Words from a burning heart

by Tim Stouffer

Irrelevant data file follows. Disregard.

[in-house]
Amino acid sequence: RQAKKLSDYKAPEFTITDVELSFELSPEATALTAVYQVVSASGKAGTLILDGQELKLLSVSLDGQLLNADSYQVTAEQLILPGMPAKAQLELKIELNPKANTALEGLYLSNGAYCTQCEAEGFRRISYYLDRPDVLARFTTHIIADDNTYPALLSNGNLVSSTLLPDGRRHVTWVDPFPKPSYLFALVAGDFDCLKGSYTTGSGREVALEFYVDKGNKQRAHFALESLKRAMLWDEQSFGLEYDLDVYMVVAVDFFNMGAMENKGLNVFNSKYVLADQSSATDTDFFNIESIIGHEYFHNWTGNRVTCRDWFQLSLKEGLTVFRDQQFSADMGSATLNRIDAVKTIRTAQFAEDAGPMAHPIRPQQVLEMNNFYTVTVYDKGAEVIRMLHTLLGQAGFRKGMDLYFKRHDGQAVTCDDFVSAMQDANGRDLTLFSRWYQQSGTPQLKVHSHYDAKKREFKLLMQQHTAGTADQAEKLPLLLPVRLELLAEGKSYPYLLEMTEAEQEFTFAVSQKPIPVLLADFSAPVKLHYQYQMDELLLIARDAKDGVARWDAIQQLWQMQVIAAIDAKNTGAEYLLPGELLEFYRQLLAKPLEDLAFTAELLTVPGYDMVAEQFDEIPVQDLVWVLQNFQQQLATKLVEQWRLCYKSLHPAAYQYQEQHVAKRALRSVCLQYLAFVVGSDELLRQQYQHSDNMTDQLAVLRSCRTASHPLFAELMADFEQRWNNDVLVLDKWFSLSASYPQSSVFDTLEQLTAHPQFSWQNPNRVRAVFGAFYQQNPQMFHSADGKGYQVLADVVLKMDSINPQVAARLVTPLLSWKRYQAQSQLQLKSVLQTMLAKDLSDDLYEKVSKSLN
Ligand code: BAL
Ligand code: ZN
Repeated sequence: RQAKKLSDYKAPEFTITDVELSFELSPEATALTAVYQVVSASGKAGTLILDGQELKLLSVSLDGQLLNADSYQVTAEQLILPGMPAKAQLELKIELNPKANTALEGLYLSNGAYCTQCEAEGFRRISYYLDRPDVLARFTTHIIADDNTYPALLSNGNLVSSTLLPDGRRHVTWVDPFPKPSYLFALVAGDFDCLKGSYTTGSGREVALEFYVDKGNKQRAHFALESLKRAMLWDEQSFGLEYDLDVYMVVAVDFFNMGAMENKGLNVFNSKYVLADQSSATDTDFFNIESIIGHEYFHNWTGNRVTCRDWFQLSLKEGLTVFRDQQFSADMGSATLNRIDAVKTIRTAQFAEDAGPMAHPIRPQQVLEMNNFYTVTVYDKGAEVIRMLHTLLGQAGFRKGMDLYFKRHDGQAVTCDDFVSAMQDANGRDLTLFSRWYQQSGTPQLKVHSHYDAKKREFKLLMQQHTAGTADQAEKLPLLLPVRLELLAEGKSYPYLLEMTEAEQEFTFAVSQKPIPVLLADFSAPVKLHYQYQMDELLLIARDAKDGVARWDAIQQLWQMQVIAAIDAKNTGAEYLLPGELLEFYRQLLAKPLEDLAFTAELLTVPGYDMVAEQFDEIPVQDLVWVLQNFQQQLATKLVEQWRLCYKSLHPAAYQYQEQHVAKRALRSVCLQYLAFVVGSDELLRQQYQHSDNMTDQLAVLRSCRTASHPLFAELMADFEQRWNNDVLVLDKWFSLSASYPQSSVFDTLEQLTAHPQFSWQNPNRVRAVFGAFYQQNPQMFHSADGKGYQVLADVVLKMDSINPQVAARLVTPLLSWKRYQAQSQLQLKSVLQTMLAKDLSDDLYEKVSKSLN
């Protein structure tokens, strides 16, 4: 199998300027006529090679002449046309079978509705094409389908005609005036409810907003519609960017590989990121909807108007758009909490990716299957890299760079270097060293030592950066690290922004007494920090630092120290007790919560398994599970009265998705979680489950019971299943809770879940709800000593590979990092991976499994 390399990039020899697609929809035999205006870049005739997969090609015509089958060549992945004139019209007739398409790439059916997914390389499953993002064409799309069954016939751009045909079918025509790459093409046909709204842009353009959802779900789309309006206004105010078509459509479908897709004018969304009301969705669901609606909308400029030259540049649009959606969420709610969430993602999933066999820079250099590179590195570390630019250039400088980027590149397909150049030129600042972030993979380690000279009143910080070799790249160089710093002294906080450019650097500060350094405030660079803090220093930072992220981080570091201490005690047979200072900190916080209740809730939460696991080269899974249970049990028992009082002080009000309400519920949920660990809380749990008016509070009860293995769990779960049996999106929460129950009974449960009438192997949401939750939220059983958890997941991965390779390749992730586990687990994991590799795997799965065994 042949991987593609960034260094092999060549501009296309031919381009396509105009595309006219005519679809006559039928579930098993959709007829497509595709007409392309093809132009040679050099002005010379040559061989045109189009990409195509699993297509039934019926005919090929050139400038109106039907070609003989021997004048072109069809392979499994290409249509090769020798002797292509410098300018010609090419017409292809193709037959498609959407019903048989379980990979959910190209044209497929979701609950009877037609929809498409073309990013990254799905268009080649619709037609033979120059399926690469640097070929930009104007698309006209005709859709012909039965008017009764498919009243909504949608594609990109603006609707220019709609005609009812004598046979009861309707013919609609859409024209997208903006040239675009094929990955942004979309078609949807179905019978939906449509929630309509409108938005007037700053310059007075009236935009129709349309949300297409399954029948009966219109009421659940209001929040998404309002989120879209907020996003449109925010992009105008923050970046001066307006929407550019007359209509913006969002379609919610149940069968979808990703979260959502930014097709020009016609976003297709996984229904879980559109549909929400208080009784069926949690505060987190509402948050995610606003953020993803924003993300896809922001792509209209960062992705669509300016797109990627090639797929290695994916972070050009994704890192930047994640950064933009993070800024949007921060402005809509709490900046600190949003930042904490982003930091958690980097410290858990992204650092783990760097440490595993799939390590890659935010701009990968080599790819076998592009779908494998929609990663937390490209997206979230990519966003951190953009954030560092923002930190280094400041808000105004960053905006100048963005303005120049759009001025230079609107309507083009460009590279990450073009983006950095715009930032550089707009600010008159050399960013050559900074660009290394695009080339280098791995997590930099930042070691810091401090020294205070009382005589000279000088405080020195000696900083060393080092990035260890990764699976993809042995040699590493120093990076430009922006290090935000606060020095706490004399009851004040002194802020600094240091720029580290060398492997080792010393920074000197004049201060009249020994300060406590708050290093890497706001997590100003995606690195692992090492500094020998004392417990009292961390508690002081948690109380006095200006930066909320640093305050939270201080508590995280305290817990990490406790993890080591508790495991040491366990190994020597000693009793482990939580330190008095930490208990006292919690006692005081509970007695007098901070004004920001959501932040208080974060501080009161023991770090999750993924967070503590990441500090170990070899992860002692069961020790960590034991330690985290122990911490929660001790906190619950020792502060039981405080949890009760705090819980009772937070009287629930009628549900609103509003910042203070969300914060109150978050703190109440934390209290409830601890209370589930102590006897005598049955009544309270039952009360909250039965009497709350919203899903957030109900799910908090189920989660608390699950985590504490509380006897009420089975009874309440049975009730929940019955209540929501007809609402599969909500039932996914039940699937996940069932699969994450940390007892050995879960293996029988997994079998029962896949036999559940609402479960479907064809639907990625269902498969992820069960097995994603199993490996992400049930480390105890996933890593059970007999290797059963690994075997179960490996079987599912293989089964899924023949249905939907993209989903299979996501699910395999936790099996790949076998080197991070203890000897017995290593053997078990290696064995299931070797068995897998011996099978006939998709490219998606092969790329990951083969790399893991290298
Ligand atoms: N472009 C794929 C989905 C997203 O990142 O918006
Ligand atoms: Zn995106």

Down the street, at the corner, the slush is heavy, brown and thick from the freshly fallen snow. The ice underneath this rich brown layer that almost looks like topsoil is hard and slippery. Protected by nightly light snowfalls and plunging temperatures, the ice forms a glass-like surface that has a way of sloughing off car tires and booted feet. The simple act of getting where you want to go is not so easily accomplished. It carries with it the cool, slick touch of treachery.<BR><BR>One lapse into carelessness, one misplaced step or just too much speed can result in an accident. A collision. This is winter in the north woods, the elements doing battle and winning. The snow is light and airy and usually can be swept away each dawn. The shovels haven’t gotten too much of a workout yet. The salt is in a little higher demand.<BR><BR>Our Christmas tree is up and decorated. It seems the perfect size and shape, as it stands framed by the front window, trimmed and lit with loving tradition. After adjusting and adjusting and readjusting the lights and ornaments combine to dress the little tree to near perfection. This is, how I expect everyone feels about their own tree. Remembering each ornament from the past, tackling the tedious task of light bulb inspection with glee or desperation. Topping the tree with an angel, star or special ornament.<BR><BR>The thing I forget about each year - the one thing that you’d expect to stick with me... is the sap. Somehow I seem to get it all over me. Not so much my clothing, but my skin. It mats down in the hair on my arms and creases of my knuckles and refuses to relinquish its sticky hold on me. It seems to collect dirt instantaneously and the more I scrub at it, the tighter the little balls of my hair become. The pungent, fresh scent of pine eventually drives the sap out of my mind, though. That and the look on the kids’ faces as they hang ornament after ornament.<BR><BR>Cries of “remember this one,” and “I made that one!” bounce off the living room walls with glee. They dig through the Christmas box until they have hung every last bauble and snowflake. Before the final touchup it resembles a traffic jam, with thin ornament cover up over four and a half feet and a glut of color and glitz and light down around the bottom branches. Inevitably, the kids have collected some sap as well.<BR><BR>Things aren’t always what the seem on the surface - underneath a beautiful layer of white snow or even a dirty brown clump of snow - most likely, lies ice. Treacherous ice. <BR><BR>Cut a live tree, bring it inside in the warmth of your house and it is going to bleed sticky sap. <BR><BR>Up close, all the ornaments hanging off the same branches looks wonderful. It’s only when you take a step back that you can look at the whole tree with lopsided subjectivity.<BR><BR>How often do we plod along following the same furrow made by the same old plow, pulled by the same trusty horse of habit. How often do we place our steps on the surface of the street before us, heedless of the potential for disaster underneath. How much of our lives are based on the fragile unreality that we can see, touch, taste, hear and smell - everything we need to know to take the right first step.<BR><BR>In a sermon entitled, “Christ Precious to Believers,” delivered in 1859, the Rev. C. H. Spurgeon said the following: “The rotten branches of the forest may tremble at the hurricane, for they shall be swept away, but those that have sap within them tremble not. Our roots are intertwisted with the Rock of Ages, and the sap of Christ flows within us and we are branches of the living vine, and nothing shall sever us from him.”<BR><BR>Sap is virtually impossible to get out or off of anything. I’ve thrown kid’s clothes away before because they were so full of the sticky substance that they’d stick to the furniture when they sat down. This is what the Christ of Christmas is. Living, flowing, life-giving energy. <BR><BR>How could we forget about something and someone that sticks with us, literally through thick and thin. How can we and why do we go through life at the mercy of our own blind leadership. He knows where our next step falls, he knows the consequences of our actions, he can see all of the branches of the tree of life, not just the ones where we are frantically hanging our favorite ornaments.<BR><BR>He’s stuck on us. It’s a good thing...